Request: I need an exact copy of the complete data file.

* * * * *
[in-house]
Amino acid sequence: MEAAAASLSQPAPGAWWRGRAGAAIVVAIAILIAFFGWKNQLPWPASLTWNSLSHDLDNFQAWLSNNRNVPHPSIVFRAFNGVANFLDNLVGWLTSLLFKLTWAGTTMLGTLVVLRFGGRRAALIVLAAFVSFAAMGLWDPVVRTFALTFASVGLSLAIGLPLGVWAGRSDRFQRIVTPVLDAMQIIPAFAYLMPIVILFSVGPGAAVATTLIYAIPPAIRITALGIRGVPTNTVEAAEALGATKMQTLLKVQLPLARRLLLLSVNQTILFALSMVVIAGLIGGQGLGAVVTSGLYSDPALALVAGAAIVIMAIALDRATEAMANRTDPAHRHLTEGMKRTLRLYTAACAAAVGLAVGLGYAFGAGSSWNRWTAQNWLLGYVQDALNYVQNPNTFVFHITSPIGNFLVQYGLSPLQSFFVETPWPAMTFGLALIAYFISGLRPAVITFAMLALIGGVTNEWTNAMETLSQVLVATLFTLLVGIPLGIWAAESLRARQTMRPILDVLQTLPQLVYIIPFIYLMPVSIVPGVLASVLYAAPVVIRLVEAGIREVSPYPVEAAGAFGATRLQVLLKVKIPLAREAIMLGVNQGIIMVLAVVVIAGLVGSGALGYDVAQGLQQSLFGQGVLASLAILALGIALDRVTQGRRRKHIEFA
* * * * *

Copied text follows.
[in-house]
Amino acid sequence: MEAAAASLSQPAPGAWWRGRAGAAIVVAIAILIAFFGWKNQLPWPASLTWNSLSHDLDNFQAWLSNNRNVPHPSIVFRAFNGVANFLDNLVGWLTSLLFKLTWAGTTMLGTLVVLRFGGRRAALIVLAAFVSFAAMGLWDPVVRTFALTFASVGLSLAIGLPLGVWAGRSDRFQRIVTPVLDAMQIIPAFAYLMPIVILFSVGPGAAVATTLIYAIPPAIRITALGIRGVPTNTVEAAEALGATKMQTLLKVQLPLARRLLLLSVNQTILFALSMVVIAGLIGGQGLGAVVTSGLYSDPALALVAGAAIVIMAIALDRATEAMANRTDPAHRHLTEGMKRTLRLYTAACAAAVGLAVGLGYAFGAGSSWNRWTAQNWLLGYVQDALNYVQNPNTFVFHITSPIGNFLVQYGLSPLQSFFVETPWPAMTFGLALIAYFISGLRPAVITFAMLALIGGVTNEWTNAMETLSQVLVATLFTLLVGIPLGIWAAESLRARQTMRPILDVLQTLPQLVYIIPFIYLMPVSIVPGVLASVLYAAPVVIRLVEAGIREVSPYPVEAAGAFGATRLQVLLKVKIPLAREAIMLGVNQGIIMVLAVVVIAGLVGSGALGYDVAQGLQQSLFGQGVLASLAILALGIALDRVTQGRRRKHIEFA